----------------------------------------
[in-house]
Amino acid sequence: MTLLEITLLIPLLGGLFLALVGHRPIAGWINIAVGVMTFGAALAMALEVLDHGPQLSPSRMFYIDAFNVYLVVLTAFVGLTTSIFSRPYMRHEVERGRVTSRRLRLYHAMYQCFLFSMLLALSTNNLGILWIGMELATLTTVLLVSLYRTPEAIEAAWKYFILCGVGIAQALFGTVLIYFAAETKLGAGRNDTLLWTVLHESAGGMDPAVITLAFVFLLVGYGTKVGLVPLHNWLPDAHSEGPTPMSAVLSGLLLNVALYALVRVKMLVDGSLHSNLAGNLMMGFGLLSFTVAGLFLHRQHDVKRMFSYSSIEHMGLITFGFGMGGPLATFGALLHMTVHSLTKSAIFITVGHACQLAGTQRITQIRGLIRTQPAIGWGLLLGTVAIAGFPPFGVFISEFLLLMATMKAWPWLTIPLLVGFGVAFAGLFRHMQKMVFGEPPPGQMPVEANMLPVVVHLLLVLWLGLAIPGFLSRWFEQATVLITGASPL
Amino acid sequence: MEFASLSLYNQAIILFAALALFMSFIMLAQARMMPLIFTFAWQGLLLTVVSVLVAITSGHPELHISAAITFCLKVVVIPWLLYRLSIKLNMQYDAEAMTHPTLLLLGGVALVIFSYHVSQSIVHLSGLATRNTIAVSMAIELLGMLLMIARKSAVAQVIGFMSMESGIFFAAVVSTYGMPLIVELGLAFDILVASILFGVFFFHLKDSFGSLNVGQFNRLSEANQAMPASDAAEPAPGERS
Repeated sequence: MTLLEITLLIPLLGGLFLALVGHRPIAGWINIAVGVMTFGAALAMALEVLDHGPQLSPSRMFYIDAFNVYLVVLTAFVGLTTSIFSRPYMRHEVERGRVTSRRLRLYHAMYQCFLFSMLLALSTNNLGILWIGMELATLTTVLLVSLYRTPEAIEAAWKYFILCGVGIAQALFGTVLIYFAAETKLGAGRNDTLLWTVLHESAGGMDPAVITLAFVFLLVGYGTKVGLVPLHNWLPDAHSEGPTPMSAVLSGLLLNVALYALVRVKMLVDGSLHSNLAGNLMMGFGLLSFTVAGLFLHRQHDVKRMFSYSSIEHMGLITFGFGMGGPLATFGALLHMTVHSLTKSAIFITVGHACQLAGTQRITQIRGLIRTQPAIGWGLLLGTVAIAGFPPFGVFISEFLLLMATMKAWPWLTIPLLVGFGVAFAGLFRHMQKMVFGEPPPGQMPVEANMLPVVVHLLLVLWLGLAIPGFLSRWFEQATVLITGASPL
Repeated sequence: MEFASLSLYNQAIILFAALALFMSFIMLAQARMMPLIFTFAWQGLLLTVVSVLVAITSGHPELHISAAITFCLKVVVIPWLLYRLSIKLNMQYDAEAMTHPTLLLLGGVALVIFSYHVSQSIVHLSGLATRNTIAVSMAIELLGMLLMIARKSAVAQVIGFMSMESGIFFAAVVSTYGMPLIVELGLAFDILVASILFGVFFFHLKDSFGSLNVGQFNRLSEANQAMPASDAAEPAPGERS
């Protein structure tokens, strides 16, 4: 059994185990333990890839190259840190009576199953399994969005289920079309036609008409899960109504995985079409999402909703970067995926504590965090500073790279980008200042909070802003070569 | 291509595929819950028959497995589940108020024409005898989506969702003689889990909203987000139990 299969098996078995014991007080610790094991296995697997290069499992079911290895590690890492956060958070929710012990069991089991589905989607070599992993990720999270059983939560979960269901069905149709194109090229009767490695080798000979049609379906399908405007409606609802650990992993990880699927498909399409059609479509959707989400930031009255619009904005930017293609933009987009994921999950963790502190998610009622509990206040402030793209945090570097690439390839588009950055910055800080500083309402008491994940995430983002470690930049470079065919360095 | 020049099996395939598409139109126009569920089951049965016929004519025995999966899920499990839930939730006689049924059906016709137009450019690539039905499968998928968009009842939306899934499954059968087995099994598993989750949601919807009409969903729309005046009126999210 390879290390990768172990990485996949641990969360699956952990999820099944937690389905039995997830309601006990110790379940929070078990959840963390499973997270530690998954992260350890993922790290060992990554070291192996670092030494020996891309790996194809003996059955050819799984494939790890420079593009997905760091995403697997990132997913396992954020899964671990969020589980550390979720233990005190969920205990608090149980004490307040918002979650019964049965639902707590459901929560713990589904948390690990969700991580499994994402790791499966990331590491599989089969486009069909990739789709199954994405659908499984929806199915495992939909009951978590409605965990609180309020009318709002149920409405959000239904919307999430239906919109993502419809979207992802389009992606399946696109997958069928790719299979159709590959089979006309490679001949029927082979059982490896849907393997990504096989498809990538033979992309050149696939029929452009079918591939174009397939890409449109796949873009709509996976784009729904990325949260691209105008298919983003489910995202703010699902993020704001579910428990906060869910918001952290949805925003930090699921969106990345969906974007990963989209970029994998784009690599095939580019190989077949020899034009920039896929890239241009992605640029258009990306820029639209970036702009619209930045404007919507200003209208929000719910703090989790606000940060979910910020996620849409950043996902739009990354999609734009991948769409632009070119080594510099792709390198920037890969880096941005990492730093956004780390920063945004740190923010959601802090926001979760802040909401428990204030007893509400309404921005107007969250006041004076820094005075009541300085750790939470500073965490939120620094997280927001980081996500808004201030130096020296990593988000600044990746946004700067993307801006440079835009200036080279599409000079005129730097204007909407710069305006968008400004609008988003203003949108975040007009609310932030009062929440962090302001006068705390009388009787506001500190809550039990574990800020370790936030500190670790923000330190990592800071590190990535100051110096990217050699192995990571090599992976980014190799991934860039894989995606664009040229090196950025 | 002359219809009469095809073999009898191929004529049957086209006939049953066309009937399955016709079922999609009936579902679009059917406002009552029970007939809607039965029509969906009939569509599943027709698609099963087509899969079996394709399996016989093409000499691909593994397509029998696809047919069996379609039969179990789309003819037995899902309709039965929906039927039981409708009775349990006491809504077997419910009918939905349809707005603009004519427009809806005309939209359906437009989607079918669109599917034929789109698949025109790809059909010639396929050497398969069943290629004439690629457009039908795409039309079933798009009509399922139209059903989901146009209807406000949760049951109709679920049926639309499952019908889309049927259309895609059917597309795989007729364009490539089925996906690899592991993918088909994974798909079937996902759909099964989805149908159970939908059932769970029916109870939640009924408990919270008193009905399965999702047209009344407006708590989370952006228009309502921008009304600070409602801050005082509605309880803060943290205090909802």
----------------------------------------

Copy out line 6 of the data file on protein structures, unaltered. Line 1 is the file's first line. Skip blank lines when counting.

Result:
């Protein structure tokens, strides 16, 4: 059994185990333990890839190259840190009576199953399994969005289920079309036609008409899960109504995985079409999402909703970067995926504590965090500073790279980008200042909070802003070569 | 291509595929819950028959497995589940108020024409005898989506969702003689889990909203987000139990 299969098996078995014991007080610790094991296995697997290069499992079911290895590690890492956060958070929710012990069991089991589905989607070599992993990720999270059983939560979960269901069905149709194109090229009767490695080798000979049609379906399908405007409606609802650990992993990880699927498909399409059609479509959707989400930031009255619009904005930017293609933009987009994921999950963790502190998610009622509990206040402030793209945090570097690439390839588009950055910055800080500083309402008491994940995430983002470690930049470079065919360095 | 020049099996395939598409139109126009569920089951049965016929004519025995999966899920499990839930939730006689049924059906016709137009450019690539039905499968998928968009009842939306899934499954059968087995099994598993989750949601919807009409969903729309005046009126999210 390879290390990768172990990485996949641990969360699956952990999820099944937690389905039995997830309601006990110790379940929070078990959840963390499973997270530690998954992260350890993922790290060992990554070291192996670092030494020996891309790996194809003996059955050819799984494939790890420079593009997905760091995403697997990132997913396992954020899964671990969020589980550390979720233990005190969920205990608090149980004490307040918002979650019964049965639902707590459901929560713990589904948390690990969700991580499994994402790791499966990331590491599989089969486009069909990739789709199954994405659908499984929806199915495992939909009951978590409605965990609180309020009318709002149920409405959000239904919307999430239906919109993502419809979207992802389009992606399946696109997958069928790719299979159709590959089979006309490679001949029927082979059982490896849907393997990504096989498809990538033979992309050149696939029929452009079918591939174009397939890409449109796949873009709509996976784009729904990325949260691209105008298919983003489910995202703010699902993020704001579910428990906060869910918001952290949805925003930090699921969106990345969906974007990963989209970029994998784009690599095939580019190989077949020899034009920039896929890239241009992605640029258009990306820029639209970036702009619209930045404007919507200003209208929000719910703090989790606000940060979910910020996620849409950043996902739009990354999609734009991948769409632009070119080594510099792709390198920037890969880096941005990492730093956004780390920063945004740190923010959601802090926001979760802040909401428990204030007893509400309404921005107007969250006041004076820094005075009541300085750790939470500073965490939120620094997280927001980081996500808004201030130096020296990593988000600044990746946004700067993307801006440079835009200036080279599409000079005129730097204007909407710069305006968008400004609008988003203003949108975040007009609310932030009062929440962090302001006068705390009388009787506001500190809550039990574990800020370790936030500190670790923000330190990592800071590190990535100051110096990217050699192995990571090599992976980014190799991934860039894989995606664009040229090196950025 | 002359219809009469095809073999009898191929004529049957086209006939049953066309009937399955016709079922999609009936579902679009059917406002009552029970007939809607039965029509969906009939569509599943027709698609099963087509899969079996394709399996016989093409000499691909593994397509029998696809047919069996379609039969179990789309003819037995899902309709039965929906039927039981409708009775349990006491809504077997419910009918939905349809707005603009004519427009809806005309939209359906437009989607079918669109599917034929789109698949025109790809059909010639396929050497398969069943290629004439690629457009039908795409039309079933798009009509399922139209059903989901146009209807406000949760049951109709679920049926639309499952019908889309049927259309895609059917597309795989007729364009490539089925996906690899592991993918088909994974798909079937996902759909099964989805149908159970939908059932769970029916109870939640009924408990919270008193009905399965999702047209009344407006708590989370952006228009309502921008009304600070409602801050005082509605309880803060943290205090909802």